ST. LOUIS COUNTY — Municipalities in St. Louis County expect to receive their first checks for federal COVID-19 recovery funds next month, but with strict rules over what they can — and can’t — do with the money.
In all, the county’s 87 municipalities — minus Florissant, which received money directly from the Treasury — are set to receive almost $127 million in federal aid.
The cash influx comes from the American Recovery Plan Act, which set aside money for U.S. cities with fewer than 50,000 people to help them recover from the “economic and health consequences” of the COVID-19 pandemic.
The funds are separate from $193 million in ARPA funds the St. Louis County government received directly from the Treasury, which has begun distributing aid to government jurisdictions of more than 50,000 people.
Florissant, with a population of about 51,400, is set to receive $6.6 million in ARPA funds.
The county’s other municipalities will divide the $126.9 million based largely on population. That is up from $47 million in federal aid that county municipalities received last year through the 2020 Coronavirus Aid, Relief, and Economic Security Act, or CARES, Act.
The CARES Act allotted St. Louis County $173.5 million in federal emergency aid, and the county distributed nearly $47 million to 86 municipalities for COVID-19-related expenses among police, firefighters and emergency medical workers.
Chesterfield, population 47,538, is set to receive $9.6 million in ARPA funds, up from about $3.3 million in CARES money, according to county records. The village of Marlborough, with 2,147 residents, is expected to receive about $433,233, up from $149,852 the village received in CARES funds.
How can cities use funds?
Missouri is expected to begin distributing funds by the end of July, according to Pat Kelly, director of the Municipal League of Metropolitan St. Louis.
The U.S. Department of the Treasury allows cities to use ARPA money for a range of public health expenses, economic recovery measures — including offsetting government revenue losses during COVID-19 — and water, sewer and broadband infrastructure investments, but it prohibits using the money for pension obligations or tax cuts.
That has left cities questioning what they can use the money for, Kelly said in an interview.
Most cities were hoping to use the cash for capital improvements — infrastructure needs like roads and bridge repairs that don’t seem to fall under current ARPA guidelines, he said. And most cities in the county didn’t suffer serious revenue loss, reporting an average drop of only about 5% compared with previous years.
“It’s not going to be as flexible to use to offset their expenses,” Kelly said. “It’s not like cities are going to receive this money and then it goes straight into general revenue.”
Unlike the emergency CARES money, which came with a tight deadline to spend the money by the end of 2020, ARPA gives governments until mid-December 2024 to specify how they’ll spend the money and until mid-December 2026 to write the last check.
While that gives cities more time to plan their spending, it also leaves more room to run afoul of federal regulations for how the money is spent, Kelly said.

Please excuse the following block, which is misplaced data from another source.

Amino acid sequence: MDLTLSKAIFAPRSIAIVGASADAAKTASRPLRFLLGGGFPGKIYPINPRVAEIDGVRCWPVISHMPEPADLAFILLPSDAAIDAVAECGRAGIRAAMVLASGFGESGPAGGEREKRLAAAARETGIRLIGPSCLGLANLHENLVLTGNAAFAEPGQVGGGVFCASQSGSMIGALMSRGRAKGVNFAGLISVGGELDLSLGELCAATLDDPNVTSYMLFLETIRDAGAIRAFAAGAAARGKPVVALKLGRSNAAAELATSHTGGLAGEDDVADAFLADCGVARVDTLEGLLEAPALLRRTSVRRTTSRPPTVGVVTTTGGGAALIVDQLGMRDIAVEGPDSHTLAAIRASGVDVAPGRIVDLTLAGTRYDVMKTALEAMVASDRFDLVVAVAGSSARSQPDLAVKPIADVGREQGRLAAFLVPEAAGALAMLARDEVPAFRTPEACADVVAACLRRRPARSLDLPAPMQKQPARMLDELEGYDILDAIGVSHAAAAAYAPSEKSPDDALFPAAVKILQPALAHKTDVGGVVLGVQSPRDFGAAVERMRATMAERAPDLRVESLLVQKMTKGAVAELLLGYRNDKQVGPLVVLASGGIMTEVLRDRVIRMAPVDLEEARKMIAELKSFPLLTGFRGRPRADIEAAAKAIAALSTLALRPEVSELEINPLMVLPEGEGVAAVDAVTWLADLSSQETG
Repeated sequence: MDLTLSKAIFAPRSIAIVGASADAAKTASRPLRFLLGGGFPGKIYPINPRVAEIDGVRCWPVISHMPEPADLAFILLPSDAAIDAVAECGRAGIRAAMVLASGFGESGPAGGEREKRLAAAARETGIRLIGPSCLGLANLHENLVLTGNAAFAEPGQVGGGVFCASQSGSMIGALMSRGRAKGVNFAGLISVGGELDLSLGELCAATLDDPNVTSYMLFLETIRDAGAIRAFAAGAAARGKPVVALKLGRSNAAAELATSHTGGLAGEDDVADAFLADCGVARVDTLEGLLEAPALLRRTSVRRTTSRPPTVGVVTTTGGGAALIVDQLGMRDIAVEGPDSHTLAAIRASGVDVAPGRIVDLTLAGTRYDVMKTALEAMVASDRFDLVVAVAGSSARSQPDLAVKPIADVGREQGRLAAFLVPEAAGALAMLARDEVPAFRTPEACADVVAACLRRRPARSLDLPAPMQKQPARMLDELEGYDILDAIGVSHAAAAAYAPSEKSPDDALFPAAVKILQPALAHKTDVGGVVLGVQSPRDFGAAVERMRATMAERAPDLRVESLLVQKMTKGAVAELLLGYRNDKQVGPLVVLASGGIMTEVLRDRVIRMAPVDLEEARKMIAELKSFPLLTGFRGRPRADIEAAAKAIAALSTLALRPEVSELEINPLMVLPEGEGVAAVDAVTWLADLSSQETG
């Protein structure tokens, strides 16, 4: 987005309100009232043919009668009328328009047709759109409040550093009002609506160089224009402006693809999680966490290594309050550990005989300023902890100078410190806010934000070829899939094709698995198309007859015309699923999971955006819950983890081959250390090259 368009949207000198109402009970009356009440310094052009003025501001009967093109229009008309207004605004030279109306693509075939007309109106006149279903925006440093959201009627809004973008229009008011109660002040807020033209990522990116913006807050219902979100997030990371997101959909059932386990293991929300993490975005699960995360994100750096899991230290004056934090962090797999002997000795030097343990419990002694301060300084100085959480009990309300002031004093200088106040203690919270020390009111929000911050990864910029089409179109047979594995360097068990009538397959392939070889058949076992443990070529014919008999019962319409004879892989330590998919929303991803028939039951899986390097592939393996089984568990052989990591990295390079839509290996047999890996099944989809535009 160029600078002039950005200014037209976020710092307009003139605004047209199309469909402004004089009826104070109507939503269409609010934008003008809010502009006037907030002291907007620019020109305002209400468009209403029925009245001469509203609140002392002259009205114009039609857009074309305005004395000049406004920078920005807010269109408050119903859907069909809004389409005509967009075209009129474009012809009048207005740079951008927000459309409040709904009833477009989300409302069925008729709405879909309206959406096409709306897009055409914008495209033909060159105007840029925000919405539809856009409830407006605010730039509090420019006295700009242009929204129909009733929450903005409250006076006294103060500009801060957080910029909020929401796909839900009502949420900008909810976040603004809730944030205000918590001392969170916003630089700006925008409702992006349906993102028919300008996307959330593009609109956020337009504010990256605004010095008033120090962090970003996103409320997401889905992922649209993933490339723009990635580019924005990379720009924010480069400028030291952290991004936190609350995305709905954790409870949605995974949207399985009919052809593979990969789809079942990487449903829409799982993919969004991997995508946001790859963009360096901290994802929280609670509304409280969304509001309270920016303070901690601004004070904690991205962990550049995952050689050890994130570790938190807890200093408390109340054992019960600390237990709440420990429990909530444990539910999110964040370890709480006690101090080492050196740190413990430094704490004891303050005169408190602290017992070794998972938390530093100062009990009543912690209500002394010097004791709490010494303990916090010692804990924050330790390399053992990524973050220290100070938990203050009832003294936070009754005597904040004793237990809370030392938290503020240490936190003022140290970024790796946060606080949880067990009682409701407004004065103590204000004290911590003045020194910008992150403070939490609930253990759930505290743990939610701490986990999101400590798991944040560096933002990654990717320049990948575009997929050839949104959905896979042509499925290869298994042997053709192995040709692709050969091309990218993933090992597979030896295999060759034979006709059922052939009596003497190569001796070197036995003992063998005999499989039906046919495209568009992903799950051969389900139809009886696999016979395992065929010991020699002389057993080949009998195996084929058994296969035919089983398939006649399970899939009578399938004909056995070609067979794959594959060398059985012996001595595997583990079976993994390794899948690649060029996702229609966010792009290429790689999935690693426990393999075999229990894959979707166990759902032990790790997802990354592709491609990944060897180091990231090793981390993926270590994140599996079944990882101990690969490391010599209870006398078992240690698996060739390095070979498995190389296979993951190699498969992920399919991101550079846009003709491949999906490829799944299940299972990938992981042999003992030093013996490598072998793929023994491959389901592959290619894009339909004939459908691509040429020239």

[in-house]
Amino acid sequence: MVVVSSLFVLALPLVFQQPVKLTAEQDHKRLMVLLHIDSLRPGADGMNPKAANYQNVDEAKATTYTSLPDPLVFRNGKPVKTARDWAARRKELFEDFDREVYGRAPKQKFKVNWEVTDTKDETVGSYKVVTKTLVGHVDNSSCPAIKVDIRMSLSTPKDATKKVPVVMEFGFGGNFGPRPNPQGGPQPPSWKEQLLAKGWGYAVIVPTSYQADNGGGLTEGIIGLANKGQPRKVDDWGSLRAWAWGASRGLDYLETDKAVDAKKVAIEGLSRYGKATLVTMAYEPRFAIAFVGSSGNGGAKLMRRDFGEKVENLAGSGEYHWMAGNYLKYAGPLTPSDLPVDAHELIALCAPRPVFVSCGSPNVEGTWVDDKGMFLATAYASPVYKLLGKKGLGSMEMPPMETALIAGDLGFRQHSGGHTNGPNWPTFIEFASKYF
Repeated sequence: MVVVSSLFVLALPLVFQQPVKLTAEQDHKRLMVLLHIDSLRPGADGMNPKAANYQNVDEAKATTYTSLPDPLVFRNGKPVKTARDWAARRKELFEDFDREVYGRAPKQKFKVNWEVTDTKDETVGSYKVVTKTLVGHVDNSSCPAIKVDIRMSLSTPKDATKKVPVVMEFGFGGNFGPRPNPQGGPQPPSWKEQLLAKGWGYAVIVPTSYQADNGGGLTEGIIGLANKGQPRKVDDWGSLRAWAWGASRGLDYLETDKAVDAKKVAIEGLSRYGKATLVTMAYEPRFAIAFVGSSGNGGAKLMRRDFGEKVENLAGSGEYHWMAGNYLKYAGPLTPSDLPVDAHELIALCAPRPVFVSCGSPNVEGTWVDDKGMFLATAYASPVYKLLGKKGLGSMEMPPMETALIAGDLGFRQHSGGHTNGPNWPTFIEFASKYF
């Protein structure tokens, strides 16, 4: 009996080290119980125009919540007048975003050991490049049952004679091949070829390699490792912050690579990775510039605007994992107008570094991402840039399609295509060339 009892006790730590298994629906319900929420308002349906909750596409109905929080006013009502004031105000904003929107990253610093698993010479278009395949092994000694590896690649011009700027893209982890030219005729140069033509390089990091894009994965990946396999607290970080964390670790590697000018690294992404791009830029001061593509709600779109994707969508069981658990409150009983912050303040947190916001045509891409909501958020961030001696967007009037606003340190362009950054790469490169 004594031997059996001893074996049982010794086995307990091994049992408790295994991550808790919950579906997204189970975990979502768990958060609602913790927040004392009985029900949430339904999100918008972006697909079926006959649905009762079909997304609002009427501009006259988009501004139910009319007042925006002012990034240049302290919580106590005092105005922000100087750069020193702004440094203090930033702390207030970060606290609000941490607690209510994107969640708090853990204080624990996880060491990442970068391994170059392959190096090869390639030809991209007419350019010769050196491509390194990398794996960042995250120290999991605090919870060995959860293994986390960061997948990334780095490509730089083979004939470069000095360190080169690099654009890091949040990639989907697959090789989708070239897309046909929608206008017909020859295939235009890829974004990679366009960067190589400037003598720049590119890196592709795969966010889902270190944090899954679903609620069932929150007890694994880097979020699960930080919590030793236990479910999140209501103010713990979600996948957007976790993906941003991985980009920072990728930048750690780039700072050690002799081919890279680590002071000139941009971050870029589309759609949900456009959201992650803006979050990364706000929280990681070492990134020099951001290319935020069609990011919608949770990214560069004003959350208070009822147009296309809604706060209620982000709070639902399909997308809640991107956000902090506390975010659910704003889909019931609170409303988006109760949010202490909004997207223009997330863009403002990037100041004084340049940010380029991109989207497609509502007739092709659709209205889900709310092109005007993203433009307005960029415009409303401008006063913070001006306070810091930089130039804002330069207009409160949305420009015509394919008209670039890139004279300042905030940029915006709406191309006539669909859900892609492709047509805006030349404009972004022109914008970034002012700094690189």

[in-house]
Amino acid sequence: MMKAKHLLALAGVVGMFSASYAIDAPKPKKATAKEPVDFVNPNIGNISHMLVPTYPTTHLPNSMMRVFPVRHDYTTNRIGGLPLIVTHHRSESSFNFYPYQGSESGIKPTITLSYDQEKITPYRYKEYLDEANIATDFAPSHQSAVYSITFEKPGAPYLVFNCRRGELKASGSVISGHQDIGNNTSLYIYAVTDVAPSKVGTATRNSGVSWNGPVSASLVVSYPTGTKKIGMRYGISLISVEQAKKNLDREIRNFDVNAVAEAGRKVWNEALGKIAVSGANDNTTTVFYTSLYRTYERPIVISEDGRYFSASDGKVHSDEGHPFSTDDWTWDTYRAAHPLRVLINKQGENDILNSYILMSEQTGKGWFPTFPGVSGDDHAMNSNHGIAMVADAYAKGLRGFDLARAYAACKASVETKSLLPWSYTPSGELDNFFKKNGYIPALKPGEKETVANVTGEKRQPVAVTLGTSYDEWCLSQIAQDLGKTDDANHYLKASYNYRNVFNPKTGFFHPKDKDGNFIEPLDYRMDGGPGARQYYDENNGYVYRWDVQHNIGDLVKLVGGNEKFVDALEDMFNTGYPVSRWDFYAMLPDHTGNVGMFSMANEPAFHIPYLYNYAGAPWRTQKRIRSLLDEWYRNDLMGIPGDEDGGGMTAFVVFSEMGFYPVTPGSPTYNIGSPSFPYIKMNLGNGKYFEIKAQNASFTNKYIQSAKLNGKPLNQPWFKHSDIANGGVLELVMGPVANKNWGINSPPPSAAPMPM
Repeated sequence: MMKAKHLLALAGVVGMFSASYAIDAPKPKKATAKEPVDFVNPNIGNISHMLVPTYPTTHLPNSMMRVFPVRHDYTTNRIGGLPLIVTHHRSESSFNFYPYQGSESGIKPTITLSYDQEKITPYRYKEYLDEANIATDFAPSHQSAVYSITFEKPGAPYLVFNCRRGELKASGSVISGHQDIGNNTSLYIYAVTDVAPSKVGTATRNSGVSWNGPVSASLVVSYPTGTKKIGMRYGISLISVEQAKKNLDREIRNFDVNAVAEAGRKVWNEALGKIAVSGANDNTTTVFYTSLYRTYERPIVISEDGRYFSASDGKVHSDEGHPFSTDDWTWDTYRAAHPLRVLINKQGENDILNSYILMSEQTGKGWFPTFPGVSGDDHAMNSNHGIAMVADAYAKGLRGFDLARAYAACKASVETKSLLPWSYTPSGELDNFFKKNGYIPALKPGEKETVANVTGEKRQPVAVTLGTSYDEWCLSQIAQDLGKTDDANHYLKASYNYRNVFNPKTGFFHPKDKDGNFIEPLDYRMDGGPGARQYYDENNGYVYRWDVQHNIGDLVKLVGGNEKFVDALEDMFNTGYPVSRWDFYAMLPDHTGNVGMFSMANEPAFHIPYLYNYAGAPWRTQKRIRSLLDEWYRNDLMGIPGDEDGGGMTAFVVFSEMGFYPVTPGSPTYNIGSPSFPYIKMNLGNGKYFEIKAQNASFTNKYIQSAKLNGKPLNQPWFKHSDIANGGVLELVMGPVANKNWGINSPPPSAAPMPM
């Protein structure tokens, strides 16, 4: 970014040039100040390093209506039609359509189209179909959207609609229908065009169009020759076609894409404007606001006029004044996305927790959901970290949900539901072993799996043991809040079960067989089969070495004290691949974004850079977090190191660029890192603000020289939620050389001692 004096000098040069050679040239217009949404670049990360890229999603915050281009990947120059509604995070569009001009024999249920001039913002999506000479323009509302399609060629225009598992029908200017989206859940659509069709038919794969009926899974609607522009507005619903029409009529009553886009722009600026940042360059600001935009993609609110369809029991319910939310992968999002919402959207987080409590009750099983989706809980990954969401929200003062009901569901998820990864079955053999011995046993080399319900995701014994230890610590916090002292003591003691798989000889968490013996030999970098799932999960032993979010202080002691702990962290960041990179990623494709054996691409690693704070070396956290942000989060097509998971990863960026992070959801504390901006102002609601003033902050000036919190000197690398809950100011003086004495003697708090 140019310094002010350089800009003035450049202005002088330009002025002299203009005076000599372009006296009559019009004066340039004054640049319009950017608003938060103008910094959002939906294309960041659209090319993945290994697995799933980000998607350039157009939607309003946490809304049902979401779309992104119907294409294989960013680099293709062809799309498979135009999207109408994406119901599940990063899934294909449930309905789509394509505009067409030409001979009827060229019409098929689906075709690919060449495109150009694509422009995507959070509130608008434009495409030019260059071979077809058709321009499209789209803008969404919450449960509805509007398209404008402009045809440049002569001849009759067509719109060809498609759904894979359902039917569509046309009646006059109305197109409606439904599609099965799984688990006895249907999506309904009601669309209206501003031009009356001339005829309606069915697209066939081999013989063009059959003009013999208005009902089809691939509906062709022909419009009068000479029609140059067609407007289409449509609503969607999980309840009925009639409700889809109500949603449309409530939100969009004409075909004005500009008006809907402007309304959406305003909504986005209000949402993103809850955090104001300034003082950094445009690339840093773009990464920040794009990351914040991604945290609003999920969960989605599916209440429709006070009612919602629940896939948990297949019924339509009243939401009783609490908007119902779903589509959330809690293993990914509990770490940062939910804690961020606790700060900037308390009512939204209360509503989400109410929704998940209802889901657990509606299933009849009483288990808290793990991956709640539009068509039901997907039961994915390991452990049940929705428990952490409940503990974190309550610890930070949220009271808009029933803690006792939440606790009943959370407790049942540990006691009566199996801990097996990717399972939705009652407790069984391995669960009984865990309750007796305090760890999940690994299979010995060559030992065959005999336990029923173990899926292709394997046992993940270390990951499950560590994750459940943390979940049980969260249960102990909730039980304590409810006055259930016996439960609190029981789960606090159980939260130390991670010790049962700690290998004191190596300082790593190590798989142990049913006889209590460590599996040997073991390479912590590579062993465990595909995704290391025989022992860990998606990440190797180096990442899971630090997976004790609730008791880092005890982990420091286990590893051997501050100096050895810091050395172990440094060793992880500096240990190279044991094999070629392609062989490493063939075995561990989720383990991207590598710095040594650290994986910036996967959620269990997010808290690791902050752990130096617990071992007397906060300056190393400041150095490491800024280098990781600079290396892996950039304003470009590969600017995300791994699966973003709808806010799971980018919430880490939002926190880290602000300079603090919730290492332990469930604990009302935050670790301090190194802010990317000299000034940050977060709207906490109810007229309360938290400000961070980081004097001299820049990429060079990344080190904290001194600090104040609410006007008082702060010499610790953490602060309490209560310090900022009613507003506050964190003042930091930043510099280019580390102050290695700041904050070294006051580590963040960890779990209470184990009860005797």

“They’re going to have to be very careful and make sure that they’re dotting all their ‘i’s and crossing all their ‘t’s,” he said.
Similar concerns were raised by municipal officials who met in Clayton Tuesday to hear from Deloitte, a global accounting firm St. Louis County contracted to monitor its CARES expenditures for compliance with federal regulations. The two-hour session drew a handful of municipal representatives, as well as Councilman Mark Harder, R-7th District, to the county council chambers.
Government regulations over CARES funds changed frequently over the course of the pandemic and ARPA regulations will also likely change over time, said Damon Armeni, with Deloitte.
“It’s going to have a lot more rules than you saw with CARES,” he said.
That means local governments will have to closely monitor federal regulations, thoroughly plan their spending over the long term and monitor payments to non-governmental organizations like nonprofits, to make sure they don’t have to pay any money back to the federal government, Armeni said.
The federal Office of Inspector General has the ability to audit the use of ARPA funds years after the expenditure deadline in 2024, requiring governments to keep “robust” records detailing decisions about spending, he said.
Chrystina Cappello, another Deloitte representative, suggested cities dedicate staff to keeping up with changing U.S. Treasury guidelines and communicating changes with colleagues, grant recipients and local residents. And cities should spend up to 10% of ARPA money on administrative work, including auditing services, to ensure compliance with regulations, she said.
While ARPA regulations could change in the future to allow cities to spend federal money on local infrastructure needs, the current guidelines have some flexibility, Armeni said. Cities are able to use ARPA money to remove lead pipes, which falls under the allowed expenditure for water infrastructure, he said.
Hazelwood City Manager Matt Zimmerman said during the meeting that the city was planning to use much of its roughly $5 million ARPA allotment to offset revenue losses — until Tuesday, when Deloitte said that revenue loss couldn’t be calculated off budgets that include CARES funds.
Revenue loss requires a complicated calculation, Armeni said. He said Deloitte would prepare a document for the county to distribute to municipalities that would explain how to calculate revenue loss appropriately to ensure they could use ARPA funds within regulations.